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Raising taxes to pay for "budget shortfalls"

Texas97

Surgical Shotgunner
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Welp, looks like the local governments are going to put all their budget issues on the backs of the middle class and the "rich".

Look out California, businesses are about to get crushed with property tax increases. Nashville, taxes going up 34%. wow.

https://www.foxnews.com/politics/loc...ced-shortfalls

Local governments weigh major tax hikes to plug coronavirus-induced shortfalls

Property tax rates in Nashville will be increasing by 34 percent


Fox News Flash top headlines are here. Check out what's clicking on Foxnews.com.

Homeowners, beware.

State and local governments scrambling to raise money during the economic crisis caused by the coronavirus pandemic are looking to increased property taxes -- as well as wealth taxes and more -- to fill budget holes.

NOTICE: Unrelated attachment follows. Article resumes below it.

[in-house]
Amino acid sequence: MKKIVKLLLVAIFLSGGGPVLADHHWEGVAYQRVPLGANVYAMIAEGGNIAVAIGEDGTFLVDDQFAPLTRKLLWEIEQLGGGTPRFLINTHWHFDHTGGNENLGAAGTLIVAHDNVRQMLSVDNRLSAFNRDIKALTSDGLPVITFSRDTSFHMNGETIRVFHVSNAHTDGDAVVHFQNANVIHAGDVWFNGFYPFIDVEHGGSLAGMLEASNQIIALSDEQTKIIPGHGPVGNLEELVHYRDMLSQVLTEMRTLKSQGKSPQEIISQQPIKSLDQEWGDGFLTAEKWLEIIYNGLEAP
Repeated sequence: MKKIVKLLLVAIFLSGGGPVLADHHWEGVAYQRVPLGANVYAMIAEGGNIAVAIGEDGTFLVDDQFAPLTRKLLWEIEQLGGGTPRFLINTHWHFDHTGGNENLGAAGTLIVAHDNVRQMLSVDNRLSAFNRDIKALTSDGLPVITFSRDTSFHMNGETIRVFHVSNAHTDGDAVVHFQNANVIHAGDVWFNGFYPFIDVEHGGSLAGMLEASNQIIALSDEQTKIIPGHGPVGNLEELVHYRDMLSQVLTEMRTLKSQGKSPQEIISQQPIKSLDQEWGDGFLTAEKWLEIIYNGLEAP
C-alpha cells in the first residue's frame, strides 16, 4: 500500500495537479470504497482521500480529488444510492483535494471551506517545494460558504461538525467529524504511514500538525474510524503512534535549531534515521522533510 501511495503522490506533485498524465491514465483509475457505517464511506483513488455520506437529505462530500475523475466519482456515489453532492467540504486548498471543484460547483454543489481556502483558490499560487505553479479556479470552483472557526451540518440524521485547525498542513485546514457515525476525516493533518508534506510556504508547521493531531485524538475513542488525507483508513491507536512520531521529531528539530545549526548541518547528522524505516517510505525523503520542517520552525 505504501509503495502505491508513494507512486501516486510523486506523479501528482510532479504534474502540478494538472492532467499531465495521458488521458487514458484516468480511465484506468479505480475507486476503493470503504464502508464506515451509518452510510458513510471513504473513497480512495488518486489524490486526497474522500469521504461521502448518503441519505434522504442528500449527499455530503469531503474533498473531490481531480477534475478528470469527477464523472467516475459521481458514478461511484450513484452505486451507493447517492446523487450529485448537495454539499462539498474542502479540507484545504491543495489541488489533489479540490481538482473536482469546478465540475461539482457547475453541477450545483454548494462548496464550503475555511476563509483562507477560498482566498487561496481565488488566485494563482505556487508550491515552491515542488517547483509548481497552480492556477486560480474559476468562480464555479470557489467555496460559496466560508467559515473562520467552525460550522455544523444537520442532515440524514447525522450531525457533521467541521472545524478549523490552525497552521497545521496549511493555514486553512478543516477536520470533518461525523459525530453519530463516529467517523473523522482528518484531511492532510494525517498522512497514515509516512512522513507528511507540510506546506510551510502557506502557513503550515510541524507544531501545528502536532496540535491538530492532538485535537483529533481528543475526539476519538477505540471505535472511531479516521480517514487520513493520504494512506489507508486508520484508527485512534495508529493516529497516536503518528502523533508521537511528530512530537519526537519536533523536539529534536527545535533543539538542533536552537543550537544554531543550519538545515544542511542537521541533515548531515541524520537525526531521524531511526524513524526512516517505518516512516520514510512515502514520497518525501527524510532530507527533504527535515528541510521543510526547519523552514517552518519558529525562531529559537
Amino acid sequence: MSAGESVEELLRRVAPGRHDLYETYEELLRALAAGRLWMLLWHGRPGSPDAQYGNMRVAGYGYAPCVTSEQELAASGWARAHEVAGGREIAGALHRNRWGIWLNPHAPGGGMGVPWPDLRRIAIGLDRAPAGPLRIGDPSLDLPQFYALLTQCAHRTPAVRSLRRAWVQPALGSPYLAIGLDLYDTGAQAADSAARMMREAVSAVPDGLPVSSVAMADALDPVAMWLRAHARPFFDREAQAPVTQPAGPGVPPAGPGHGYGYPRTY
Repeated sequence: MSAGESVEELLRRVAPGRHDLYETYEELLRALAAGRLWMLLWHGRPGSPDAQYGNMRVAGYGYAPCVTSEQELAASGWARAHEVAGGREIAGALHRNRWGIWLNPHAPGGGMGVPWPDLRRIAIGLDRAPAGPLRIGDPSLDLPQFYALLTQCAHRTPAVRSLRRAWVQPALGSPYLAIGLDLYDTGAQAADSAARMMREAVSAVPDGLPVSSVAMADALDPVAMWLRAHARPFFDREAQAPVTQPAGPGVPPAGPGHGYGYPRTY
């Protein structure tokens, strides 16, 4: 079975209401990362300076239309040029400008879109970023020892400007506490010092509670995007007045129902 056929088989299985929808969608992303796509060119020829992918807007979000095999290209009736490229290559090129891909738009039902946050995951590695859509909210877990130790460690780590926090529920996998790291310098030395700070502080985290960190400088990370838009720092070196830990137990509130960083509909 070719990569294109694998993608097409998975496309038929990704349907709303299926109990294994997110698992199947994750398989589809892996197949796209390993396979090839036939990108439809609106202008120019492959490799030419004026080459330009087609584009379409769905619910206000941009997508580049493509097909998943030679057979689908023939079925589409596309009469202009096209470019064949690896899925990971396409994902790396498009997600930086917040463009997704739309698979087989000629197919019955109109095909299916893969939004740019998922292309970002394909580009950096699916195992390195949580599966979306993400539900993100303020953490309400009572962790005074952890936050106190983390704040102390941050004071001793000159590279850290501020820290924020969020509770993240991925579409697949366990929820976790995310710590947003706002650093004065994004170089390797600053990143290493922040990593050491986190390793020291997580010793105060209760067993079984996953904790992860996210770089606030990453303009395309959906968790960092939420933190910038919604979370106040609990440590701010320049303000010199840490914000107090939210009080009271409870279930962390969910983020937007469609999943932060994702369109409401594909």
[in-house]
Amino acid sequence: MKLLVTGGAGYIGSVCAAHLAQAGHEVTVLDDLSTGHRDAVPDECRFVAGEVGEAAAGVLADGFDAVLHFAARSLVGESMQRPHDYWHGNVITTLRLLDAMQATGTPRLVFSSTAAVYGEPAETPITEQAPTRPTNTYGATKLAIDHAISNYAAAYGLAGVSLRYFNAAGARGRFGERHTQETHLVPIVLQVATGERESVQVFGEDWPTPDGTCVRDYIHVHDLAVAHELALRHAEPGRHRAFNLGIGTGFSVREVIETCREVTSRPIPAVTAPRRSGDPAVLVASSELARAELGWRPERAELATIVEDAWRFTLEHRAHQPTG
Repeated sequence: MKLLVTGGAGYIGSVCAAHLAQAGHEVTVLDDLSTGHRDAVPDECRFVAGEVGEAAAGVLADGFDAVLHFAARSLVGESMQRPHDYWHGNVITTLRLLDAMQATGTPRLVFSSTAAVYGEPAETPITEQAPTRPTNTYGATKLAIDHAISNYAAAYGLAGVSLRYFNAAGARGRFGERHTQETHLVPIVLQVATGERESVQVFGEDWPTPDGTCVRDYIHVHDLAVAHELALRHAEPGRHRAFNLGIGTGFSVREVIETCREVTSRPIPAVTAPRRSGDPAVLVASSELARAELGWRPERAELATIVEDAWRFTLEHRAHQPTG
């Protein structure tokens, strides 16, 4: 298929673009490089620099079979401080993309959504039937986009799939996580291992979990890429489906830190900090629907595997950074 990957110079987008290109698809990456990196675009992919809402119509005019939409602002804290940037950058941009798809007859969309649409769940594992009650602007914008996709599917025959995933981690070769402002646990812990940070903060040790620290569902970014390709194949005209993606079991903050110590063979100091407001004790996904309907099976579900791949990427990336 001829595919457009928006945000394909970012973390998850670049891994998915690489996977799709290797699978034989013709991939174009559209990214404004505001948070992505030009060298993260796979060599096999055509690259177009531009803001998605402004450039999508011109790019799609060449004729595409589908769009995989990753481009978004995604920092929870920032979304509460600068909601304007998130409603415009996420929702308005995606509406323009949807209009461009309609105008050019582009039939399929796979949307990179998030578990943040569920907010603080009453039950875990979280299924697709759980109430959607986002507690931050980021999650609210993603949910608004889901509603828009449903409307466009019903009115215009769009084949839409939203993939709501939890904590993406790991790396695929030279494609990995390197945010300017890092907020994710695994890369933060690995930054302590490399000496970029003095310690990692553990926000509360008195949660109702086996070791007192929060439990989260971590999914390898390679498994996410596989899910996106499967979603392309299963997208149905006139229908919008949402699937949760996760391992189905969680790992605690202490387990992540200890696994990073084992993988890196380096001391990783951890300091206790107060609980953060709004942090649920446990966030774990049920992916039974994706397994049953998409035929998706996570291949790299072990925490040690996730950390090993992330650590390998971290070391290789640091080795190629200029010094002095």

The proposals come as officials are trying to strike a balance. Historic job losses caused by lockdowns fueled the downturn that's put the squeeze on city and state budgets. Washington sought to offset this with stimulus payments, additional unemployment benefits, business grants and more. Any push to raise taxes too dramatically could hurt the economy even more.

But some officials argue that increases are unavoidable.

Property tax rates in Nashville, Tenn., will be increasing by 34 percent in what Mayor John Cooper described as a “painful but necessary” move that will raise money for the city, which has taken a hit during the pandemic.

Elsewhere, the debate is raging.